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  • • Recent history of acute pancreatitis, pancreatic trauma, or known chronic pancreatitis

    • Epigastric mass and pain

    • Mild fever and leukocytosis

    • Persistent serum amylase elevation

    • Pancreatic cyst demonstrated by US or CT scan

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Epidemiology

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  • • Encapsulated collections of pancreatic secretions

    • -Arise following acute pancreatitis or from chronic ductal obstruction (chronic pancreatitis) or acute ductal disruption (trauma)

    • The walls of a pseudocyst are formed by inflammatory fibrosis of the peritoneal, mesenteric, and serosal membranes, which limits spread of the pancreatic juice as the lesion develops

    • Pseudocysts develop in about 2% of cases of acute pancreatitis

    • -The cysts are single in 85% of cases

    • Pseudocyst should be suspected when a patient with acute pancreatitis does not recover after 1 week of treatment or when, after improving for a time, symptoms return

    • Pseudocysts can contain collections of sterile or infected material

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Symptoms and Signs

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  • • Abdominal pain is most common

    • Fever

    • Weight loss

    • Jaundice, due to obstruction of the intrapancreatic segment of the bile duct

    • Palpable, tender mass in the epigastrium

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Laboratory Findings

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  • • Elevated serum amylase

    • Leukocytosis

    • Elevated bilirubin levels reflect biliary obstruction

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Imaging Findings

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  • CT scan

    • -Diagnostic study of choice

      -Size and shape of the cyst and its relationship to other viscera can be seen

      -A pancreatic duct obstruction may be found with chronic pancreatitis

      -A dilated common bile duct suggests biliary obstruction

    US: May be useful to follow changes in size of an acute pseudocyst already imaged by CT scans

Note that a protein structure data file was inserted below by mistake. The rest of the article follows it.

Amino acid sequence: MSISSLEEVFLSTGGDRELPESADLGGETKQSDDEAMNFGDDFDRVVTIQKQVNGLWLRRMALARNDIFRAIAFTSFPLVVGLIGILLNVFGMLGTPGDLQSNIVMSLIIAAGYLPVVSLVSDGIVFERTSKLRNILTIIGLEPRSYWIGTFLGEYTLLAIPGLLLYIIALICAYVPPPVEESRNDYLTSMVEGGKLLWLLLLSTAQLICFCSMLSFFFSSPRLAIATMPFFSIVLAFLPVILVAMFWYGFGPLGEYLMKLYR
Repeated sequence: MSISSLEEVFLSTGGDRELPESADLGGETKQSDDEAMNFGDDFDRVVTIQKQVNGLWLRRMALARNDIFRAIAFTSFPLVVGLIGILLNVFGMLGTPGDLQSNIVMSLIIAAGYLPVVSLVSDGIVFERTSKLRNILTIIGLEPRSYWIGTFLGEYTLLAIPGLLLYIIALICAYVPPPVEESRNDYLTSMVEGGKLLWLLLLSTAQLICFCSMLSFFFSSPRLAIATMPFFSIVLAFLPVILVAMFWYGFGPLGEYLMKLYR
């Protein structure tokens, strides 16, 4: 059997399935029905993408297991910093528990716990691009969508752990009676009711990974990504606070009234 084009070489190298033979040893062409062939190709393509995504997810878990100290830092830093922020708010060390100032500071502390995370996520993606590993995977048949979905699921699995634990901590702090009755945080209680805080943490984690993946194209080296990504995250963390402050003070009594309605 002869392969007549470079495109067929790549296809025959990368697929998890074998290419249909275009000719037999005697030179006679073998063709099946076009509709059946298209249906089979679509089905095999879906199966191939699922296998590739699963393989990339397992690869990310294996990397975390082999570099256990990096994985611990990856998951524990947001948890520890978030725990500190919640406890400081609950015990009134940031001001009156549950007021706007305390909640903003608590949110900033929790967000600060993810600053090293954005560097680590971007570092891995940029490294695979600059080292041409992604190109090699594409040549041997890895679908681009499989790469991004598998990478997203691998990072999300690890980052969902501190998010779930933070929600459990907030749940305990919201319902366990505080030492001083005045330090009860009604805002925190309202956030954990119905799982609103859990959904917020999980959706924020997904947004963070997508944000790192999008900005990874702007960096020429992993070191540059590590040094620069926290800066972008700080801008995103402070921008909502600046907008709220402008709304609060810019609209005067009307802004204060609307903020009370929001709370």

ERCP: Should be performed if there is obstruction or disruption of the pancreatic duct as these findings would require endoscopic or surgical treatment

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  • • With wide use of sensitive imaging studies in the diagnosis of pancreatic disease, small asymptomatic pseudocysts are often demonstrated

    • -The natural history of these subclinical lesions is benign

      -There is no indication for prophylactic surgical treatment

    • Pancreatic pseudocyst associated with ductal obstruction (chronic pancreatitis) or disruption (trauma) is unlikely to resolve without correction of the underlying defect

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Rule Out

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  • • Pancreatic abscess

    • Acute pancreatic phlegmon

    • Pancreatic adenocarcinoma

    • Pancreatic neoplastic cysts

    • -Account for about 5% of all cases of cystic pancreatic masses

      -May be indistinguishable preoperatively from pseudocyst

      -Cyst wall must be biopsied to exclude neoplasia

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  • • Serum amylase

    • Serum bilirubin

    • CBC

    • Abdominal CT

    • ERCP if indicated

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When to Admit

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  • • Severe symptoms

    • Infection

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  • • Asymptomatic cysts may be observed; 40% will resolve within 8-12 weeks

    • Drainage options:

    • -Internal (cystgastrostomy or jejunostomy)

      -External

      -Percutaneous (infected)

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Surgery

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Indications

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  • • All symptomatic pseudocysts

    • Cysts > 5 cm that have not resolved by 8-12 weeks after acute pancreatitis

    • Infected ...

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